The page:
Classic games at a classic price

Introduction

The Big 6ix volumes One and Two are bundles of classic Mac games. Volume One contains: Duke Nukem 3D; Duke it out in DC; Shadow Warrior; Prime Target; Damage Incorporated; and Postal. Volume Two comprises: Civilization II; Real Pool; Star Control 3; Dark Colony; Master of Orion II; and Top Gun. At only £34 each, they are great value – even if both are mixed goody bags. Volume One concentrates on adventure shoot ’em ups. Duke Nukem 3D is the stand-out game from this bunch, with its great visual and sound effects – such as animated signs and roaring beasts. And its weapons are suitably devastating, delivering a high body count and blood-splattered streets. There are nice touches to this game. You can use mirrors to see if any bad guys are laying-in-wait and, more importantly, Duke can use them to preen himself. Hard target
The Die Hardesque Prime Target is another good game. A US senator has been killed and it’s up to you to find the assassins. The weapons in this game aren’t as powerful as in Duke Nukem, but there are plenty of bad guys to kill, and lots of blood to spill. For an old game, the graphics are smooth, and you can interact with the scenery – but only to a limited extent. Psycho warrior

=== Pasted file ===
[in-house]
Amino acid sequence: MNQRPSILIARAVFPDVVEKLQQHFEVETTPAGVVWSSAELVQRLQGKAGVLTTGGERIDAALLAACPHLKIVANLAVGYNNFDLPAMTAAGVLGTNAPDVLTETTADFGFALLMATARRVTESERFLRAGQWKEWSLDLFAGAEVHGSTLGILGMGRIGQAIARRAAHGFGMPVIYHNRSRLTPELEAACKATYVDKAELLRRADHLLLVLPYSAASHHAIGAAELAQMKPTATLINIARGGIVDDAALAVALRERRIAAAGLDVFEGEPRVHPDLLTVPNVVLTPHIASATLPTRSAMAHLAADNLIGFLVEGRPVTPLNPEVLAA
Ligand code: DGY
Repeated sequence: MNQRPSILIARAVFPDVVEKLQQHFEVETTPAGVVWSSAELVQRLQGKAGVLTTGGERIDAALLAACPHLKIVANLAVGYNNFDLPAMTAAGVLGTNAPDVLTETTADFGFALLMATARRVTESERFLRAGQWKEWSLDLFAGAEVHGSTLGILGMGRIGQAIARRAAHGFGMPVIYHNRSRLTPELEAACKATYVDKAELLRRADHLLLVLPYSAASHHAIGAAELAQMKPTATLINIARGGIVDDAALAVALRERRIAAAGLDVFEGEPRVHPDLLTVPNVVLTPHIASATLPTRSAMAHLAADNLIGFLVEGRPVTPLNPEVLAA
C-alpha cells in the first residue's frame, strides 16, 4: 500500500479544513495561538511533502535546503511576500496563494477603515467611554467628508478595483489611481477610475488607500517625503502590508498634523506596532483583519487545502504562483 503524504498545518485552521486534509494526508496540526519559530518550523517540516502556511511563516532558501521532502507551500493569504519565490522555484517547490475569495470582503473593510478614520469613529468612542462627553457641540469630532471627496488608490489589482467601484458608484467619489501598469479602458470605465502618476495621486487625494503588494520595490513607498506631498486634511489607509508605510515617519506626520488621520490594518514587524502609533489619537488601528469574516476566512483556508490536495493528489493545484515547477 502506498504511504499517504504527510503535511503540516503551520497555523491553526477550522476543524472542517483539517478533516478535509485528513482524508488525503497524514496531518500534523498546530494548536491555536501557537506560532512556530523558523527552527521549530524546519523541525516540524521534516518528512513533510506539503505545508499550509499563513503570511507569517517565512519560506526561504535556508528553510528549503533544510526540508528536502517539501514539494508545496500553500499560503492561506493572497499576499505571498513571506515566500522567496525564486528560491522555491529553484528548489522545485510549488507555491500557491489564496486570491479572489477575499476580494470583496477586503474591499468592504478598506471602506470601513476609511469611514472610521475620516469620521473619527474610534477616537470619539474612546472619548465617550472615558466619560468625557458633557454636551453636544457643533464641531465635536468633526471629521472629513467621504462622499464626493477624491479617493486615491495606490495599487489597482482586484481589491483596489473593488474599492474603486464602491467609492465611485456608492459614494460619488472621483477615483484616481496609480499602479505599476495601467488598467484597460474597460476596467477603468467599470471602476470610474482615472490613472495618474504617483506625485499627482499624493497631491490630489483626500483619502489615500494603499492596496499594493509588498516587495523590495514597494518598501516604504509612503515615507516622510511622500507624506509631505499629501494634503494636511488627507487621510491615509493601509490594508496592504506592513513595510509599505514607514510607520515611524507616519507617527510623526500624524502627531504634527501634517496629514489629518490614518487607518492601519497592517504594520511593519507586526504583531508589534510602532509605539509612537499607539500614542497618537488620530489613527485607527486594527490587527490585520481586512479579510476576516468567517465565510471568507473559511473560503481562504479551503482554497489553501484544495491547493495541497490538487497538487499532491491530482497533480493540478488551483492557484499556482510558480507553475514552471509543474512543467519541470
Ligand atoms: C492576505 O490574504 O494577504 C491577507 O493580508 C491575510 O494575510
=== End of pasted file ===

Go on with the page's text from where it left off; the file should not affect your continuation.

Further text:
Our favourite, though, is Shadow Warrior. Again, it’s a first-person shoot ’em up, but this time you’re a master of martial arts – armed with everything from from Uzis to rocket launchers. Call us a blood-thirsty savages if you will, but the most satisfying kills are with the humble sword – your hands and the blade get covered in blood. Volume Two is a far more relaxed, but more challenging, affair. Civilization II is a gaming classic. Its complexity will please even the most seasoned strategy gamer, as will its ability to allow you to build up an empire over millennia. You begin the game with nothing more than a plot of fertile land, from which can spring cities and all-conquering armies that may have the Romans, Sioux Indians and Egyptians on the back foot. The game can be slow-paced, but even this works to its advantage, as you need plenty of time to contemplate your next move. If you prefer your gaming fixes in undemanding bite-size chunks, Real Pool may be for you. It has six game options, five of which range from tedious to plain daft. In "Straight" you have to pot 150 consecutive balls to win; tedious, while "Bumper" is an unholy mix of pinball and bar billiards – plain daft. Good old eight-ball, though, is all you’ll need. True to its pre-PC roots, skill levels range from woeful (a curvy blonde dolly bird) to brilliant (a big, fat bearded bloke). Apart from some dodgy graphics that let you cue right through balls, the touch and feel of the game is commendably real. You can also choose two-player or network options. The best thing about Real Pool, though, is there’s no danger of being threatened by a cue-toting, lager-swilling psychopath. Top Gun, the old man’s Falcon 4.0, is truly dated – not so much the game play but the music and the tone. This Cold War flight-sim comes complete with an eighties soundtrack from the film – so, unless you’re still wearing pink shirts and playing Bonnie Tyler albums, you might want to scratch the sounds. The controls take a bit of getting used to and, like the film, being a myopic American would probably make it more enjoyable. It’s still worth a few hours of your time though.
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